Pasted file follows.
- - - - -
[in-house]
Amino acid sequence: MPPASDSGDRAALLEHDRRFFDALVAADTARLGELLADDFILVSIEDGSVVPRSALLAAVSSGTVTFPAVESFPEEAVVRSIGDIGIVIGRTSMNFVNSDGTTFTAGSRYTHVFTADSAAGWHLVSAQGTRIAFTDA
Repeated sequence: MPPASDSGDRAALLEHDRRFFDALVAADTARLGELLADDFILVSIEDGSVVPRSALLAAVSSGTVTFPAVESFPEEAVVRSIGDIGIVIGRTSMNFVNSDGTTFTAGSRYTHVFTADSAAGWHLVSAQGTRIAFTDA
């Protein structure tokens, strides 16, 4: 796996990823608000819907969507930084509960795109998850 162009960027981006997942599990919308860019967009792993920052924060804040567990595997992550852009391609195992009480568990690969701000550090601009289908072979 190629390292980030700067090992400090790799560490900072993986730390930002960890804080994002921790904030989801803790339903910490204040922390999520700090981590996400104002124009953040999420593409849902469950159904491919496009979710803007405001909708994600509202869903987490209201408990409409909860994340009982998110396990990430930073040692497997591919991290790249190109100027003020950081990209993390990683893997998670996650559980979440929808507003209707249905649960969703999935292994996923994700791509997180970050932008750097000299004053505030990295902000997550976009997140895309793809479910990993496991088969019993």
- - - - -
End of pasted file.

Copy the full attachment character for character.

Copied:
[in-house]
Amino acid sequence: MPPASDSGDRAALLEHDRRFFDALVAADTARLGELLADDFILVSIEDGSVVPRSALLAAVSSGTVTFPAVESFPEEAVVRSIGDIGIVIGRTSMNFVNSDGTTFTAGSRYTHVFTADSAAGWHLVSAQGTRIAFTDA
Repeated sequence: MPPASDSGDRAALLEHDRRFFDALVAADTARLGELLADDFILVSIEDGSVVPRSALLAAVSSGTVTFPAVESFPEEAVVRSIGDIGIVIGRTSMNFVNSDGTTFTAGSRYTHVFTADSAAGWHLVSAQGTRIAFTDA
């Protein structure tokens, strides 16, 4: 796996990823608000819907969507930084509960795109998850 162009960027981006997942599990919308860019967009792993920052924060804040567990595997992550852009391609195992009480568990690969701000550090601009289908072979 190629390292980030700067090992400090790799560490900072993986730390930002960890804080994002921790904030989801803790339903910490204040922390999520700090981590996400104002124009953040999420593409849902469950159904491919496009979710803007405001909708994600509202869903987490209201408990409409909860994340009982998110396990990430930073040692497997591919991290790249190109100027003020950081990209993390990683893997998670996650559980979440929808507003209707249905649960969703999935292994996923994700791509997180970050932008750097000299004053505030990295902000997550976009997140895309793809479910990993496991088969019993």